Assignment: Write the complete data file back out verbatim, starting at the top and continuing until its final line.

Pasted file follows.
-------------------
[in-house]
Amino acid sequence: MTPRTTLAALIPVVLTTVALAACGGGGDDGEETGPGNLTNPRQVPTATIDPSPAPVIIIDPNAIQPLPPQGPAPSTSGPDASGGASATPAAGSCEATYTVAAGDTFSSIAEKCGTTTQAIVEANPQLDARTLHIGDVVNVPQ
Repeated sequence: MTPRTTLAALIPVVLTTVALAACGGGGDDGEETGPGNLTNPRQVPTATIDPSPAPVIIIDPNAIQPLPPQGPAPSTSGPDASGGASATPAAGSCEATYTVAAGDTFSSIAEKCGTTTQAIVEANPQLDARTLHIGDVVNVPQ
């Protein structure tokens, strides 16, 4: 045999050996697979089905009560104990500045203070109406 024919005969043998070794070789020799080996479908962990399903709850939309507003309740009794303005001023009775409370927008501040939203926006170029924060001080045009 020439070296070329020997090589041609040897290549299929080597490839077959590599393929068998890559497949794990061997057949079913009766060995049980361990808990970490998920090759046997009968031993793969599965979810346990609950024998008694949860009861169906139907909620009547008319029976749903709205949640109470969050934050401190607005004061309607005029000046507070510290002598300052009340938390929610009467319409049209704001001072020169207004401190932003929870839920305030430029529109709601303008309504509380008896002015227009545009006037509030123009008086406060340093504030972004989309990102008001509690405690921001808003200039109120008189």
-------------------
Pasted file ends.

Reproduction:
[in-house]
Amino acid sequence: MTPRTTLAALIPVVLTTVALAACGGGGDDGEETGPGNLTNPRQVPTATIDPSPAPVIIIDPNAIQPLPPQGPAPSTSGPDASGGASATPAAGSCEATYTVAAGDTFSSIAEKCGTTTQAIVEANPQLDARTLHIGDVVNVPQ
Repeated sequence: MTPRTTLAALIPVVLTTVALAACGGGGDDGEETGPGNLTNPRQVPTATIDPSPAPVIIIDPNAIQPLPPQGPAPSTSGPDASGGASATPAAGSCEATYTVAAGDTFSSIAEKCGTTTQAIVEANPQLDARTLHIGDVVNVPQ
């Protein structure tokens, strides 16, 4: 045999050996697979089905009560104990500045203070109406 024919005969043998070794070789020799080996479908962990399903709850939309507003309740009794303005001023009775409370927008501040939203926006170029924060001080045009 020439070296070329020997090589041609040897290549299929080597490839077959590599393929068998890559497949794990061997057949079913009766060995049980361990808990970490998920090759046997009968031993793969599965979810346990609950024998008694949860009861169906139907909620009547008319029976749903709205949640109470969050934050401190607005004061309607005029000046507070510290002598300052009340938390929610009467319409049209704001001072020169207004401190932003929870839920305030430029529109709601303008309504509380008896002015227009545009006037509030123009008086406060340093504030972004989309990102008001509690405690921001808003200039109120008189």